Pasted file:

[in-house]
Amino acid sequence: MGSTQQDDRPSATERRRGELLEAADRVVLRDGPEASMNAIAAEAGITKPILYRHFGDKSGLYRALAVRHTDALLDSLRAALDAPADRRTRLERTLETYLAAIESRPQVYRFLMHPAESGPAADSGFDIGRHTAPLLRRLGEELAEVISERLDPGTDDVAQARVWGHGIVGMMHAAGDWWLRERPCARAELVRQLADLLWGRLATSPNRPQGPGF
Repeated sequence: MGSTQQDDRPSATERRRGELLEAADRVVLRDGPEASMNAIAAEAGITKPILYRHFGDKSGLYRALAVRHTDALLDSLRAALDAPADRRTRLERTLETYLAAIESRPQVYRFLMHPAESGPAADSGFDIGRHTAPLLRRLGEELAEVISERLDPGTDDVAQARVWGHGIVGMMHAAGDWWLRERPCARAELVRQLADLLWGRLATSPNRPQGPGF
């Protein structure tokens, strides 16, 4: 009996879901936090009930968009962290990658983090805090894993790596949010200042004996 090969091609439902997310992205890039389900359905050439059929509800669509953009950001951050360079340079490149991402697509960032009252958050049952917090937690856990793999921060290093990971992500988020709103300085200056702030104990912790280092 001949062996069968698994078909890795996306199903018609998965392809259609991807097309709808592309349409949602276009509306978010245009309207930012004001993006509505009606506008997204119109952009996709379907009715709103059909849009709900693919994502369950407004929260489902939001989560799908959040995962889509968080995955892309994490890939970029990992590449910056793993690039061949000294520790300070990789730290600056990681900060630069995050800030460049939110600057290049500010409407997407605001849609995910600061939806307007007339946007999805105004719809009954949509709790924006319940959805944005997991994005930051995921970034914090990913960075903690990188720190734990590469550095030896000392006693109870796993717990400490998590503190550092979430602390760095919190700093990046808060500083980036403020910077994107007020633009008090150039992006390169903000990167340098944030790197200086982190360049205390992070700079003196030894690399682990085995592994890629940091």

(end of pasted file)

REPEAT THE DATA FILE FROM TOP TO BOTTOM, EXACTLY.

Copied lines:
[in-house]
Amino acid sequence: MGSTQQDDRPSATERRRGELLEAADRVVLRDGPEASMNAIAAEAGITKPILYRHFGDKSGLYRALAVRHTDALLDSLRAALDAPADRRTRLERTLETYLAAIESRPQVYRFLMHPAESGPAADSGFDIGRHTAPLLRRLGEELAEVISERLDPGTDDVAQARVWGHGIVGMMHAAGDWWLRERPCARAELVRQLADLLWGRLATSPNRPQGPGF
Repeated sequence: MGSTQQDDRPSATERRRGELLEAADRVVLRDGPEASMNAIAAEAGITKPILYRHFGDKSGLYRALAVRHTDALLDSLRAALDAPADRRTRLERTLETYLAAIESRPQVYRFLMHPAESGPAADSGFDIGRHTAPLLRRLGEELAEVISERLDPGTDDVAQARVWGHGIVGMMHAAGDWWLRERPCARAELVRQLADLLWGRLATSPNRPQGPGF
């Protein structure tokens, strides 16, 4: 009996879901936090009930968009962290990658983090805090894993790596949010200042004996 090969091609439902997310992205890039389900359905050439059929509800669509953009950001951050360079340079490149991402697509960032009252958050049952917090937690856990793999921060290093990971992500988020709103300085200056702030104990912790280092 001949062996069968698994078909890795996306199903018609998965392809259609991807097309709808592309349409949602276009509306978010245009309207930012004001993006509505009606506008997204119109952009996709379907009715709103059909849009709900693919994502369950407004929260489902939001989560799908959040995962889509968080995955892309994490890939970029990992590449910056793993690039061949000294520790300070990789730290600056990681900060630069995050800030460049939110600057290049500010409407997407605001849609995910600061939806307007007339946007999805105004719809009954949509709790924006319940959805944005997991994005930051995921970034914090990913960075903690990188720190734990590469550095030896000392006693109870796993717990400490998590503190550092979430602390760095919190700093990046808060500083980036403020910077994107007020633009008090150039992006390169903000990167340098944030790197200086982190360049205390992070700079003196030894690399682990085995592994890629940091």